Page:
Tweeting to Topple Tyranny, Social Media and Corporate Social Responsibility: A Reply to Anupam Chander

29 Jun 2011 06:05pm Erika R. George 

Does the Crime Fit the Punishment?: Recent Judicial Actions Expanding the Rights of Noncitizens

28 Mar 2011 11:38am Aarti Kohli 

Regulating Offensiveness: Snyder v. Phelps, Emotion, and the First Amendment

05 Oct 2010 02:08pm Christina Wells 

Since 2005, the Reverend Fred Phelps and other members of the Westboro Baptist Church have outraged almost everyone by protesting near military funerals. In Snyder v. Phelps the Supreme Court will finally decide whether that outrage is actionable. Few people will lose sleep if the Court finds that the First Amendment allows Albert Snyder to sue the Phelpses for intentional infliction of emotional distress and invasion of privacy for protesting near his son's funeral. After all, their messages, including statements such as "Semper Fi Fags," "Thank God for Dead Soldiers," "America is Doomed," "God Hates the USA," "God Hates You," and "Pope in Hell" were objectionable and mean-spirited. Snyder must have viewed their speech as "an affront of the most egregious kind."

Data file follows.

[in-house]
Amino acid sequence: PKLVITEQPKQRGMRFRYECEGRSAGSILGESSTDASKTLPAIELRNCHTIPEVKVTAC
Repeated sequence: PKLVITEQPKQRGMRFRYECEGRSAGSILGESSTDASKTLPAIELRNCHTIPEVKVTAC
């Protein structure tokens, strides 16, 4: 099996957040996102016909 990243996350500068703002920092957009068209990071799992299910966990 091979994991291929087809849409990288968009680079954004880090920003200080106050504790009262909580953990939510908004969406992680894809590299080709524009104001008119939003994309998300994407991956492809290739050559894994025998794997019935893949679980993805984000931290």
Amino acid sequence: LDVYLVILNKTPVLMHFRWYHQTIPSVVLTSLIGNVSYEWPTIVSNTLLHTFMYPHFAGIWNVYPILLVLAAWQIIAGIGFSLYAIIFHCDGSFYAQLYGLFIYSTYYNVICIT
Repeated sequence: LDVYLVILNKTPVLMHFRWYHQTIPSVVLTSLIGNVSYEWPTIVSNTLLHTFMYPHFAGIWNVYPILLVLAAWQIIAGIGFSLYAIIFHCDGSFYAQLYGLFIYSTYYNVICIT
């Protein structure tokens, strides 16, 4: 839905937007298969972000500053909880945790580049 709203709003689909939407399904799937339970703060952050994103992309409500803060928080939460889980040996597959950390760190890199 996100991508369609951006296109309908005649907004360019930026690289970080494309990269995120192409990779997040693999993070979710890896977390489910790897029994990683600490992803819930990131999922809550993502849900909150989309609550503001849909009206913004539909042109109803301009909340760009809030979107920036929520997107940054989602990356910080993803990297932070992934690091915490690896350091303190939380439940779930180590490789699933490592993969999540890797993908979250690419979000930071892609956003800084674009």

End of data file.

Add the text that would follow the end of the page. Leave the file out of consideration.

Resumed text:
Liability and the Health Care Bill: An “Alternative” Perspective

21 Sep 2010 12:00am Amy Widman 

The recently passed health care bill contains many provisions that deserve celebration. Improving access to care is an important first step. Enhancing patient safety and accountability is an important second step, one that proponents of medical malpractice reform often undermine with attempts to restrict the liability of health care providers through “litigation alternatives.” During the health care debate, these advocates frequently raised liability issues (couched in politicized rhetoric), despite studies that show civil litigation is protecting patient safety in the health care system now and will continue to play a significant role in the future.

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